Hancock asks about pharmacy minor ailments and sore throat services
Health Secretary Matt Hancock has taken an interest in the Welsh common ailments and sore throat test and treat services in pharmacies, according to Community Pharmacy Wales (CPW).
Mr Hancock said he was “very interested to explore what contribution pharmacy can make to the NHS”, CPW chief executive Russell Goodway told C+D after the health secretary’s appearance at the Welsh Conservative party conference earlier this month (May 4).
Mr Hancock visited the CPW stand and stayed “for about 5-10 minutes”, during which he “asked us to explain the common ailments service and the Choose Pharmacy platform on which it’s operated”, Mr Goodway said.
“Then he looked at the briefing that we had on the sore throat test and treat service [and] asked us to send the evaluation to him,” he added.
Last year, the Welsh government announced it would pilot the on-the-spot sore throat swab service – designed to relieve pressure on GPs and tackle antibiotic resistance – in 70 pharmacies across the Cwm Taf and Betsi Cadwaladr local health board areas.
“Willingness” to commission sore throat service
Mr Goodway said there is now an “eagerness” and “willingness” to roll out a sore throat test and treat service across Wales, as results from the pilot have shown “what benefits it can bring”.
“Cwm Taf have already made the decision to roll it out across the whole of their community pharmacy network, and I think Betsi [Cadwaladr] will follow soon,” Mr Goodway told C+D.
He “senses” it won't be long until the remaining five health boards also commission the pharmacy service.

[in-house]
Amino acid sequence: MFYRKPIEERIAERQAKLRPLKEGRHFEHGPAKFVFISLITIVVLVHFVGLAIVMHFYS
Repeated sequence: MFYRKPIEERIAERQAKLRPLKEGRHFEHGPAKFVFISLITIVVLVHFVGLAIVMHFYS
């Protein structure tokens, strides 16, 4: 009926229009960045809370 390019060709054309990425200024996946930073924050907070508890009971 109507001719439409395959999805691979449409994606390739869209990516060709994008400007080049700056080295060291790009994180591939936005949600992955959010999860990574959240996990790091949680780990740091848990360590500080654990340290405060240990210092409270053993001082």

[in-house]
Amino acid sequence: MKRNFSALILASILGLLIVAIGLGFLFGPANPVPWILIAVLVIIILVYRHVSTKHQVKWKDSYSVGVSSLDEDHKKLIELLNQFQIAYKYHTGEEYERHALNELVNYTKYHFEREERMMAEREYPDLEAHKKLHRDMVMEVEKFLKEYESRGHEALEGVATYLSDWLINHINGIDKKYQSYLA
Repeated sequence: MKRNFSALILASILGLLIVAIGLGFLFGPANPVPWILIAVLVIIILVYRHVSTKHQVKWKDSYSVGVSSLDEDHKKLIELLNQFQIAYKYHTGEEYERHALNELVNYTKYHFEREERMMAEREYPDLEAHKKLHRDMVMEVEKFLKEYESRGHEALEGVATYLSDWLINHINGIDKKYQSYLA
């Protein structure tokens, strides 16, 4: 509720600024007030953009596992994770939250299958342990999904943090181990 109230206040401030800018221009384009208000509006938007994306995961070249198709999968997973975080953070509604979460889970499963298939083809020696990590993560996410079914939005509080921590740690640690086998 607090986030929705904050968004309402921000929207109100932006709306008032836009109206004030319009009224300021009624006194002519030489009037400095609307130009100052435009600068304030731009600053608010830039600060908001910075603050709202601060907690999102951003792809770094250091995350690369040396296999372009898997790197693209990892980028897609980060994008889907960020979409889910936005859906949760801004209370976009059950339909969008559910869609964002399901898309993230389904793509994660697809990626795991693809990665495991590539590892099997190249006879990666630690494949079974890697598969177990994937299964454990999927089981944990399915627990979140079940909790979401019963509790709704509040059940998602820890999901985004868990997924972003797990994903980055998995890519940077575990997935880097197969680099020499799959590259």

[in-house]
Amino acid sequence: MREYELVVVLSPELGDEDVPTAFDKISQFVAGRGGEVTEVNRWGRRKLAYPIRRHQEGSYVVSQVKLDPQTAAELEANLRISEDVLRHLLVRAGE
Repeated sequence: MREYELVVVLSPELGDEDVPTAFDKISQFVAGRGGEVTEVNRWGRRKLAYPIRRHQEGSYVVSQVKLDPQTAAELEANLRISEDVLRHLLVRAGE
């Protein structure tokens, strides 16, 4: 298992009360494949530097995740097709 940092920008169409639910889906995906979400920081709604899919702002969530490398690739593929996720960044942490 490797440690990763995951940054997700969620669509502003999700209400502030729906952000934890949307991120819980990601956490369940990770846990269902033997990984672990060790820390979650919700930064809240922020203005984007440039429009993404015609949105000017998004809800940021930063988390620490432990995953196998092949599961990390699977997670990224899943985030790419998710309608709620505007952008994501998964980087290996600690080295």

“A lot more [patients] are walking away without an antibiotic than was traditionally the case if they visited a GP surgery,” Mr Goodway claimed.
Feedback from the service so far seems to suggest patients are “content” with the advice from pharmacists that antibiotics are not always the answer for sore throats, he added.
Pharmacy's "greater contribution" to the NHS
While Mr Hancock “didn’t specifically say 'community pharmacy' until I nudged him in that direction”, Mr Goodway claimed, “he does think [pharmacy] can make a greater contribution” to the future of the NHS.
“[I] do detect that there is a slight difference in England in terms of emphasis on where pharmacists can be deployed, whether it’s in hospitals or GP practices,” Mr Goodway said.
“Whereas in Wales, [there’s] a real commitment to exploiting the potential of the community pharmacy network.”
In March, Northern Ireland’s acting chief pharmaceutical officer Cathy Harrison told C+D the country was looking at the Welsh model of a common ailments service to “modernise” and extend its existing scheme.